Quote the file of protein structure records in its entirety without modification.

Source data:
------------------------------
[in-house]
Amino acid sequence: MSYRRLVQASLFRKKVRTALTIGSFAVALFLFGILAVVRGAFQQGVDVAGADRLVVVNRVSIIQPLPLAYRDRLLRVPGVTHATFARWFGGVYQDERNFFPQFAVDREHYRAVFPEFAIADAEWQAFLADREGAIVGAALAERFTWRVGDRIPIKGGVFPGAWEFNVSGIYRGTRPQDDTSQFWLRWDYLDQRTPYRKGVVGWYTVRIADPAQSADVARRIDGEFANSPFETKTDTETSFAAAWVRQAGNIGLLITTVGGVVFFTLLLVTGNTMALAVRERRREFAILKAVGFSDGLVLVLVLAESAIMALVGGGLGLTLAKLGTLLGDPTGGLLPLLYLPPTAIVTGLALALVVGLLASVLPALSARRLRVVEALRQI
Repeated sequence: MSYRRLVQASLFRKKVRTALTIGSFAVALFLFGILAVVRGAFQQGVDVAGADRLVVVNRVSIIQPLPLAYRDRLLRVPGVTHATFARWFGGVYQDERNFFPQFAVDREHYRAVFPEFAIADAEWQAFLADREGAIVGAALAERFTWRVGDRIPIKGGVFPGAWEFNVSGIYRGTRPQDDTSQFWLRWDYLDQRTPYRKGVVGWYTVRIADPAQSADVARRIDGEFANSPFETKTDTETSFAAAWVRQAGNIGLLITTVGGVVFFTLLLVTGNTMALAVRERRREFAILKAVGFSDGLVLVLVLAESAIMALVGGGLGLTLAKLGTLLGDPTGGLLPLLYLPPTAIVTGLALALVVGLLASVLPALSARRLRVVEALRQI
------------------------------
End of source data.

[in-house]
Amino acid sequence: MSYRRLVQASLFRKKVRTALTIGSFAVALFLFGILAVVRGAFQQGVDVAGADRLVVVNRVSIIQPLPLAYRDRLLRVPGVTHATFARWFGGVYQDERNFFPQFAVDREHYRAVFPEFAIADAEWQAFLADREGAIVGAALAERFTWRVGDRIPIKGGVFPGAWEFNVSGIYRGTRPQDDTSQFWLRWDYLDQRTPYRKGVVGWYTVRIADPAQSADVARRIDGEFANSPFETKTDTETSFAAAWVRQAGNIGLLITTVGGVVFFTLLLVTGNTMALAVRERRREFAILKAVGFSDGLVLVLVLAESAIMALVGGGLGLTLAKLGTLLGDPTGGLLPLLYLPPTAIVTGLALALVVGLLASVLPALSARRLRVVEALRQI
Repeated sequence: MSYRRLVQASLFRKKVRTALTIGSFAVALFLFGILAVVRGAFQQGVDVAGADRLVVVNRVSIIQPLPLAYRDRLLRVPGVTHATFARWFGGVYQDERNFFPQFAVDREHYRAVFPEFAIADAEWQAFLADREGAIVGAALAERFTWRVGDRIPIKGGVFPGAWEFNVSGIYRGTRPQDDTSQFWLRWDYLDQRTPYRKGVVGWYTVRIADPAQSADVARRIDGEFANSPFETKTDTETSFAAAWVRQAGNIGLLITTVGGVVFFTLLLVTGNTMALAVRERRREFAILKAVGFSDGLVLVLVLAESAIMALVGGGLGLTLAKLGTLLGDPTGGLLPLLYLPPTAIVTGLALALVVGLLASVLPALSARRLRVVEALRQI